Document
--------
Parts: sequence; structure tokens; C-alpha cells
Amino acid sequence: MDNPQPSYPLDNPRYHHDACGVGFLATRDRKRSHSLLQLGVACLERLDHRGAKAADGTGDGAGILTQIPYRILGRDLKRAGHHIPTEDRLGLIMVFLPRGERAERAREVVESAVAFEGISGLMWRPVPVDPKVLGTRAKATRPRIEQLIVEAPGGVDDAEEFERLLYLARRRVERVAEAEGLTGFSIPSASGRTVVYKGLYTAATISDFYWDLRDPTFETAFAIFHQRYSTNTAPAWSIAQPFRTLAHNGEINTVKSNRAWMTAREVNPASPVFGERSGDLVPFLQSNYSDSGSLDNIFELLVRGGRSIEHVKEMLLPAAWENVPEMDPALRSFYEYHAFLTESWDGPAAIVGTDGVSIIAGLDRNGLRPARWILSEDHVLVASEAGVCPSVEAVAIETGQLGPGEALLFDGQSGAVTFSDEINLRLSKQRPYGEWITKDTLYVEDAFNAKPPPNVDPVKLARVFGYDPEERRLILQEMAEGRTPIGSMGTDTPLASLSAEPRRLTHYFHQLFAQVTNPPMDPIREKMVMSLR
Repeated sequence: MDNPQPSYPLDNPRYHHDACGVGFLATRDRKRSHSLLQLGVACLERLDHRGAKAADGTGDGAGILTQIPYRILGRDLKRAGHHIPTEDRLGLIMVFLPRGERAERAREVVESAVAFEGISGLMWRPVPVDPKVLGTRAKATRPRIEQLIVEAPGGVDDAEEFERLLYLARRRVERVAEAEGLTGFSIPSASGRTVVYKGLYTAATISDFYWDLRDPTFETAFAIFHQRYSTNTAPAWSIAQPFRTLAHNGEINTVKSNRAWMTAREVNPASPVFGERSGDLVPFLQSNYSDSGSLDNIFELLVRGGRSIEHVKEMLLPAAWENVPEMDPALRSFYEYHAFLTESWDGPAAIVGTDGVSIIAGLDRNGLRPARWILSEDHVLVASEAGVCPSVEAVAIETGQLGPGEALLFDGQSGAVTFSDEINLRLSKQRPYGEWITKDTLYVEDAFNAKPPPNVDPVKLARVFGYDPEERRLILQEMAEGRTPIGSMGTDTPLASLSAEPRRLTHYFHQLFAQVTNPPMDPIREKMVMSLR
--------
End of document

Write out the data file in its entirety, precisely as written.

Parts: sequence; structure tokens; C-alpha cells
Amino acid sequence: MDNPQPSYPLDNPRYHHDACGVGFLATRDRKRSHSLLQLGVACLERLDHRGAKAADGTGDGAGILTQIPYRILGRDLKRAGHHIPTEDRLGLIMVFLPRGERAERAREVVESAVAFEGISGLMWRPVPVDPKVLGTRAKATRPRIEQLIVEAPGGVDDAEEFERLLYLARRRVERVAEAEGLTGFSIPSASGRTVVYKGLYTAATISDFYWDLRDPTFETAFAIFHQRYSTNTAPAWSIAQPFRTLAHNGEINTVKSNRAWMTAREVNPASPVFGERSGDLVPFLQSNYSDSGSLDNIFELLVRGGRSIEHVKEMLLPAAWENVPEMDPALRSFYEYHAFLTESWDGPAAIVGTDGVSIIAGLDRNGLRPARWILSEDHVLVASEAGVCPSVEAVAIETGQLGPGEALLFDGQSGAVTFSDEINLRLSKQRPYGEWITKDTLYVEDAFNAKPPPNVDPVKLARVFGYDPEERRLILQEMAEGRTPIGSMGTDTPLASLSAEPRRLTHYFHQLFAQVTNPPMDPIREKMVMSLR
Repeated sequence: MDNPQPSYPLDNPRYHHDACGVGFLATRDRKRSHSLLQLGVACLERLDHRGAKAADGTGDGAGILTQIPYRILGRDLKRAGHHIPTEDRLGLIMVFLPRGERAERAREVVESAVAFEGISGLMWRPVPVDPKVLGTRAKATRPRIEQLIVEAPGGVDDAEEFERLLYLARRRVERVAEAEGLTGFSIPSASGRTVVYKGLYTAATISDFYWDLRDPTFETAFAIFHQRYSTNTAPAWSIAQPFRTLAHNGEINTVKSNRAWMTAREVNPASPVFGERSGDLVPFLQSNYSDSGSLDNIFELLVRGGRSIEHVKEMLLPAAWENVPEMDPALRSFYEYHAFLTESWDGPAAIVGTDGVSIIAGLDRNGLRPARWILSEDHVLVASEAGVCPSVEAVAIETGQLGPGEALLFDGQSGAVTFSDEINLRLSKQRPYGEWITKDTLYVEDAFNAKPPPNVDPVKLARVFGYDPEERRLILQEMAEGRTPIGSMGTDTPLASLSAEPRRLTHYFHQLFAQVTNPPMDPIREKMVMSLR